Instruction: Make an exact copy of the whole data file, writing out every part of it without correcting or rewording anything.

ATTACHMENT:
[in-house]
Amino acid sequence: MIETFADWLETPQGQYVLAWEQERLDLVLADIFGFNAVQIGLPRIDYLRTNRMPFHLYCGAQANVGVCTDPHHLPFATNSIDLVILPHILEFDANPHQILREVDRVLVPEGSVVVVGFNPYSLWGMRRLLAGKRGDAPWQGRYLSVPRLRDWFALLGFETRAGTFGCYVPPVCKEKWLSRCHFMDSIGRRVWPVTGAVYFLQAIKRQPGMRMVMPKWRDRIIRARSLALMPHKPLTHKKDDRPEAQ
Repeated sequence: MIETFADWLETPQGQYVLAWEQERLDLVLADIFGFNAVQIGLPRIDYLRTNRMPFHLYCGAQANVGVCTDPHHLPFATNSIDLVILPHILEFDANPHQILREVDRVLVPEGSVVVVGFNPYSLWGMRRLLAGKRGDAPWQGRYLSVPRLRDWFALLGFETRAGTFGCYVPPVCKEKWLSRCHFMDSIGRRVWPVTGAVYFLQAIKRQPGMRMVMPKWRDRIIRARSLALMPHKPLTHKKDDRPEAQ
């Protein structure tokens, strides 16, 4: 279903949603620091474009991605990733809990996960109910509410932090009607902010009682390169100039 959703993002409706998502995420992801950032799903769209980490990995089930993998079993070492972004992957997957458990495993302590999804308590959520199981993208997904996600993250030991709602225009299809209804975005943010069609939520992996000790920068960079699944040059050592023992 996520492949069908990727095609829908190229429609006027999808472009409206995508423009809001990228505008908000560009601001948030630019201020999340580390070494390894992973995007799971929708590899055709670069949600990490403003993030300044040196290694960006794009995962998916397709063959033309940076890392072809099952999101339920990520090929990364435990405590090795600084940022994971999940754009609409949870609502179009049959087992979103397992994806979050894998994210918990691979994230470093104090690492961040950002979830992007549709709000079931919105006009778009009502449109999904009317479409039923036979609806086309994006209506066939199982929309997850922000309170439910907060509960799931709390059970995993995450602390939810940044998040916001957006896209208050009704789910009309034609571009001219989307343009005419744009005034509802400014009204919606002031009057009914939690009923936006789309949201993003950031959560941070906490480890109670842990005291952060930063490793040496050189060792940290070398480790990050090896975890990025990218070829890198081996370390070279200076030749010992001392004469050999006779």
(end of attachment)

[in-house]
Amino acid sequence: MIETFADWLETPQGQYVLAWEQERLDLVLADIFGFNAVQIGLPRIDYLRTNRMPFHLYCGAQANVGVCTDPHHLPFATNSIDLVILPHILEFDANPHQILREVDRVLVPEGSVVVVGFNPYSLWGMRRLLAGKRGDAPWQGRYLSVPRLRDWFALLGFETRAGTFGCYVPPVCKEKWLSRCHFMDSIGRRVWPVTGAVYFLQAIKRQPGMRMVMPKWRDRIIRARSLALMPHKPLTHKKDDRPEAQ
Repeated sequence: MIETFADWLETPQGQYVLAWEQERLDLVLADIFGFNAVQIGLPRIDYLRTNRMPFHLYCGAQANVGVCTDPHHLPFATNSIDLVILPHILEFDANPHQILREVDRVLVPEGSVVVVGFNPYSLWGMRRLLAGKRGDAPWQGRYLSVPRLRDWFALLGFETRAGTFGCYVPPVCKEKWLSRCHFMDSIGRRVWPVTGAVYFLQAIKRQPGMRMVMPKWRDRIIRARSLALMPHKPLTHKKDDRPEAQ
């Protein structure tokens, strides 16, 4: 279903949603620091474009991605990733809990996960109910509410932090009607902010009682390169100039 959703993002409706998502995420992801950032799903769209980490990995089930993998079993070492972004992957997957458990495993302590999804308590959520199981993208997904996600993250030991709602225009299809209804975005943010069609939520992996000790920068960079699944040059050592023992 996520492949069908990727095609829908190229429609006027999808472009409206995508423009809001990228505008908000560009601001948030630019201020999340580390070494390894992973995007799971929708590899055709670069949600990490403003993030300044040196290694960006794009995962998916397709063959033309940076890392072809099952999101339920990520090929990364435990405590090795600084940022994971999940754009609409949870609502179009049959087992979103397992994806979050894998994210918990691979994230470093104090690492961040950002979830992007549709709000079931919105006009778009009502449109999904009317479409039923036979609806086309994006209506066939199982929309997850922000309170439910907060509960799931709390059970995993995450602390939810940044998040916001957006896209208050009704789910009309034609571009001219989307343009005419744009005034509802400014009204919606002031009057009914939690009923936006789309949201993003950031959560941070906490480890109670842990005291952060930063490793040496050189060792940290070398480790990050090896975890990025990218070829890198081996370390070279200076030749010992001392004469050999006779």